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    Author(s): B.T. Bormann; R.W. Haynes; J.R. Martin
    Date: 2007
    Source: BioScience. 57(2): 186-191
    Publication Series: Scientific Journal (JRNL)
    PDF: Download Publication  (1.26 MB)


    Although many scientists recommend adaptive management for large forest tracts, there is little evidence that its use has been effective at this scale. One exception is the 10-million-hectare Northwest Forest Plan, which explicitly included adaptive management in its design. Evidence from 10 years of implementing the plan suggests that formalizing adaptive steps and committing to monitoring worked better than allocating land to adaptive management areas. Clearly, some of the problems in implementing any new strategy should have been expected and probably would have been avoided if the plan had called for even more focused feedback. But decisions made after monitoring results were analyzed have led to new management priorities, including new approaches to adaptive management. These decisions suggest that one adaptive management loop has been completed. A continued commitment to learning about and adapting practices and institutions will most likely be needed to improve performance in the future.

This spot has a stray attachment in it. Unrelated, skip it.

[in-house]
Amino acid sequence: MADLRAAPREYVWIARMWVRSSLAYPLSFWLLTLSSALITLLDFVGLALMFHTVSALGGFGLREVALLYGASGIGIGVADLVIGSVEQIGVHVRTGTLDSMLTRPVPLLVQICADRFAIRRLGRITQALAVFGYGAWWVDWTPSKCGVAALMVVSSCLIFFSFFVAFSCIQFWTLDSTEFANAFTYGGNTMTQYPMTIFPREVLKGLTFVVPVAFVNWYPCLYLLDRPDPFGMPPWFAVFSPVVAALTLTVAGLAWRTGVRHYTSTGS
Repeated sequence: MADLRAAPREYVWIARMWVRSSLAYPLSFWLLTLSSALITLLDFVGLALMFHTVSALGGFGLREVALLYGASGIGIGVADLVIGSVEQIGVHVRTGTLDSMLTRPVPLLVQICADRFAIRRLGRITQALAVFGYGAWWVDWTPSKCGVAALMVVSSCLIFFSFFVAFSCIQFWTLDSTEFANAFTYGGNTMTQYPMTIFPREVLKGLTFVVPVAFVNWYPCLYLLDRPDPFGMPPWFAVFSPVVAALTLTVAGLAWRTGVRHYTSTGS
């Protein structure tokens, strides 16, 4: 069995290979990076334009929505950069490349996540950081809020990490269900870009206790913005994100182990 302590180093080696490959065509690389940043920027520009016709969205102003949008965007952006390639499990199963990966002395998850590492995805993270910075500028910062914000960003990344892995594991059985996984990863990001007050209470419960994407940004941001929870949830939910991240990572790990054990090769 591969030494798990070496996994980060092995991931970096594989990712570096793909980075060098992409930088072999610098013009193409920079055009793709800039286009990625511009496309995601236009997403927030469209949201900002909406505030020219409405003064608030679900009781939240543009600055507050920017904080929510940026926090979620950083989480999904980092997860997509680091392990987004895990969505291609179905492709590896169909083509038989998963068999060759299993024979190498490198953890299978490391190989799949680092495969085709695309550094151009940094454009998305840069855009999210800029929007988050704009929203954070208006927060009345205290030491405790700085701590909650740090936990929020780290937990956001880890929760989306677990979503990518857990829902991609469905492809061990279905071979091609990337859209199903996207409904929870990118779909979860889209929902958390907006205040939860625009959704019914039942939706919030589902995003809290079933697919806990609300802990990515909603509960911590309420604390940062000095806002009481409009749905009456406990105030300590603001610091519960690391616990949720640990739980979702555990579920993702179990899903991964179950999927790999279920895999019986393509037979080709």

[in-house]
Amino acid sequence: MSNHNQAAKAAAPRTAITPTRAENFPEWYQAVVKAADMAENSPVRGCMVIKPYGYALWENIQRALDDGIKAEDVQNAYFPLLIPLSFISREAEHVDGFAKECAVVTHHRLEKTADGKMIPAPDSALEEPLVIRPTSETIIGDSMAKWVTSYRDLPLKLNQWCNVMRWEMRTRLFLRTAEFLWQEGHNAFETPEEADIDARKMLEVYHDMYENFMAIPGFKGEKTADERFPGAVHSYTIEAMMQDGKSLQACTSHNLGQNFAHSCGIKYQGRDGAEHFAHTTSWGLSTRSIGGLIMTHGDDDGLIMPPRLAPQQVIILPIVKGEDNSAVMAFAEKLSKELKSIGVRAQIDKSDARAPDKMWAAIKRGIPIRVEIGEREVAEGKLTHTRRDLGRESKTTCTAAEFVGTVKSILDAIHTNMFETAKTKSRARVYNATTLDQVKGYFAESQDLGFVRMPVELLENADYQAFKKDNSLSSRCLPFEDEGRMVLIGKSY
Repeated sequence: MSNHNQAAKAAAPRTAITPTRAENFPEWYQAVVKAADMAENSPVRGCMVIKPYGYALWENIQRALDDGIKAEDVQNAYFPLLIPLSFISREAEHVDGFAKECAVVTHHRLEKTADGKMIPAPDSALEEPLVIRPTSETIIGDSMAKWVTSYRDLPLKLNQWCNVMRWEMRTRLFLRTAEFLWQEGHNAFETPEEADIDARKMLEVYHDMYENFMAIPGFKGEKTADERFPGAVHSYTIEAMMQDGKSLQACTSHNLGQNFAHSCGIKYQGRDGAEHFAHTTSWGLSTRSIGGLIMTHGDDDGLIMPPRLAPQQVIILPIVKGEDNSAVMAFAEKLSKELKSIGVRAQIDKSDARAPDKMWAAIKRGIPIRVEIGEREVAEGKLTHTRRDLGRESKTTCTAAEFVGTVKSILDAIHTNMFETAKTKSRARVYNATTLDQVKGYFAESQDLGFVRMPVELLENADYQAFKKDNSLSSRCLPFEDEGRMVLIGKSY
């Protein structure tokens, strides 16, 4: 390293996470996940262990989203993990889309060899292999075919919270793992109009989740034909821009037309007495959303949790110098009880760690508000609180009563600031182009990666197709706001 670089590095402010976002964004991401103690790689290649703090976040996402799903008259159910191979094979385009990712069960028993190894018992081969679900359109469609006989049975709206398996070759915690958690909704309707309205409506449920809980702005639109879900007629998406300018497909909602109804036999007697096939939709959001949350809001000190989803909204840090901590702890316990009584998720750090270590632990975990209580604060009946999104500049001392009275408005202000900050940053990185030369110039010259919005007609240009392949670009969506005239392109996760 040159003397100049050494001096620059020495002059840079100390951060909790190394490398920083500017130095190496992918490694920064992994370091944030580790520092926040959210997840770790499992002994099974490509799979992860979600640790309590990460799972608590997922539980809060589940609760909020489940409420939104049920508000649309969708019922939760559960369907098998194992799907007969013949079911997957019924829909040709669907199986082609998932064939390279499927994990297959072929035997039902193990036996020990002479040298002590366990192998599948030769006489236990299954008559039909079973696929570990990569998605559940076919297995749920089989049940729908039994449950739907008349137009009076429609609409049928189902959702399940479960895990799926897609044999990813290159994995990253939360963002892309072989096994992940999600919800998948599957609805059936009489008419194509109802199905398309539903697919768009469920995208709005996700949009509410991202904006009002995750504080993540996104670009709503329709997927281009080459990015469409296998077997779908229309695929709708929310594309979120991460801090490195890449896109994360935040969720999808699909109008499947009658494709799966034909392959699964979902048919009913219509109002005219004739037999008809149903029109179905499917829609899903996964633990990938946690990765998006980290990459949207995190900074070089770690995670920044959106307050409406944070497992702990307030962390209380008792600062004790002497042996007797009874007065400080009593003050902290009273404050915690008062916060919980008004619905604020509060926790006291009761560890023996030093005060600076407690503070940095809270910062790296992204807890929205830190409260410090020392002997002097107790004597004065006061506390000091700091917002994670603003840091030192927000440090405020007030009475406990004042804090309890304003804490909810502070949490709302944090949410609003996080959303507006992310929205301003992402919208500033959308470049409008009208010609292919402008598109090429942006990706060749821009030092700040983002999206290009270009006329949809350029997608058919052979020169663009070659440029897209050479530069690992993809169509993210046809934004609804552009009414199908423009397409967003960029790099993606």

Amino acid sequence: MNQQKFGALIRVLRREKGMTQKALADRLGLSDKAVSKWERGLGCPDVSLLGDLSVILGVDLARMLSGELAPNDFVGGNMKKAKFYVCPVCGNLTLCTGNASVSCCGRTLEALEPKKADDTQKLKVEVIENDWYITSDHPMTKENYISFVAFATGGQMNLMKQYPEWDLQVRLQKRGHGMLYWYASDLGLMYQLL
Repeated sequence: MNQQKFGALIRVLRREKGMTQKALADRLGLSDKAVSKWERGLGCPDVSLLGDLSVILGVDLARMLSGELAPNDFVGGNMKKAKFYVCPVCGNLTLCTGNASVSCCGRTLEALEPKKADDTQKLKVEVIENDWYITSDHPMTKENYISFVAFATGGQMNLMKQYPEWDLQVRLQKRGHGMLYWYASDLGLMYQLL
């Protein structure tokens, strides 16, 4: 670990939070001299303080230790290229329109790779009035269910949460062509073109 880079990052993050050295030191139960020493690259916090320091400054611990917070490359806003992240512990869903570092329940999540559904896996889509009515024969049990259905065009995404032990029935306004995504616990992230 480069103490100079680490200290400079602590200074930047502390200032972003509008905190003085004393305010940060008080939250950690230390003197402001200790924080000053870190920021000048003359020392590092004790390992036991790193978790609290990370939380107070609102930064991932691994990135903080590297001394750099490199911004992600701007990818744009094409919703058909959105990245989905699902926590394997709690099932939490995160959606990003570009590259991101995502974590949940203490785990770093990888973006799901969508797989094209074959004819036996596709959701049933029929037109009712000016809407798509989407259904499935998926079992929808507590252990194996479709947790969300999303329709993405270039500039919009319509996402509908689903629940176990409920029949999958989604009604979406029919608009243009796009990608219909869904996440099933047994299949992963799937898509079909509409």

Publication Notes

    • Visit PNW's Publication Request Page to request a hard copy of this publication.
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    • This article was written and prepared by U.S. Government employees on official time, and is therefore in the public domain.


    Bormann, B.T.; Haynes, R.W.; Martin, J.R. 2007. Adaptive management of forest ecosystems: did some rubber hit the road?. BioScience. 57(2): 186-191


    Adaptive management, forest assessment, regional monitoring, interpretive steps, synthesis

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